This is part of the Digital Marketing Insights series — featuring tips, analysis and recommendations on how to become better marketers online. When it comes to marketing, some digital marketing tactics may result into great analytics. Others offer great reach and high impressions. And still others feature great click-thru…
This is part of the Digital Marketing Insights series -- featuring tips, analysis and recommendations on how to become better marketers online.
When it comes to marketing, some digital marketing tactics may result into great analytics. Others offer great reach and high impressions. And still others feature great click-thru rates. But most digital marketing tactics are united by the one thing they have in common -- a lack of audience connection.
Audiences were self-selecting their content journeys, eschewing traditional and digital marketing and flocking to digital influencers to create communities, offer opinions, and conduct commerce. The world of influencer marketing was emerging, but this time, instead of benefiting brands, this new digital marketing tactic was designed to benefit consumers.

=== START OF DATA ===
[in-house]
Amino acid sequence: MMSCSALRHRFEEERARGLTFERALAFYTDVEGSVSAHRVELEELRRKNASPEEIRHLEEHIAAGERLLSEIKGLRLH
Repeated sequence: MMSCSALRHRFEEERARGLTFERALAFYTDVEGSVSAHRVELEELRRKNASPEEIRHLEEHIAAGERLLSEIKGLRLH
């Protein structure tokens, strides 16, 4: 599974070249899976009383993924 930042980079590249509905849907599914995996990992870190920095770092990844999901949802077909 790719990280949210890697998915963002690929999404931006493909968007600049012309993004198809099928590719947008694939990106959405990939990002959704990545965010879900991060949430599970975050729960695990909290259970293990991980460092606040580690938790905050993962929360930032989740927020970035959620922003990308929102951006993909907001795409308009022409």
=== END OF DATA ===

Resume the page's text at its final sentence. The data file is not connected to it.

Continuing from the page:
That realization, combined with a desire to close the market gap, is what spurred Jamie Reardon and Cristine Vieira to create Find Your Influence (FYI), which has grown into one of the largest SaaS influencer marketing platforms in the market. As CEO and co-founder, Reardon has seen FYI grow from humble beginnings and a two-person shop to a multi-national enterprise helping more than 1,000 brands complete more than 10,000 campaigns using more than 100,000 influencers -- all in just two short years.
FYI just celebrated surpassing the 100,000 approved, high-value and experienced influencer threshold, and has a history of successful campaigns working with everyone from Fortune 100 brands to one-person upstarts, and from worldwide agencies to boutique shops, and everyone in between.
In an interview with Reardon, here's what she advices to those entering the complex system of influencer marketing:
So first things first, tell me about the dynamics of influencer marketing. What goes into that and what is influencer marketing as an entity?
Relatively speaking, influencer marketing is a new way for brands to engage and reach new audiences. Let's be honest -- marketing has gotten a lot harder in the past couple of years because today's consumers are much more savvy and aware of the world around them, and have grown immune to traditional marketing.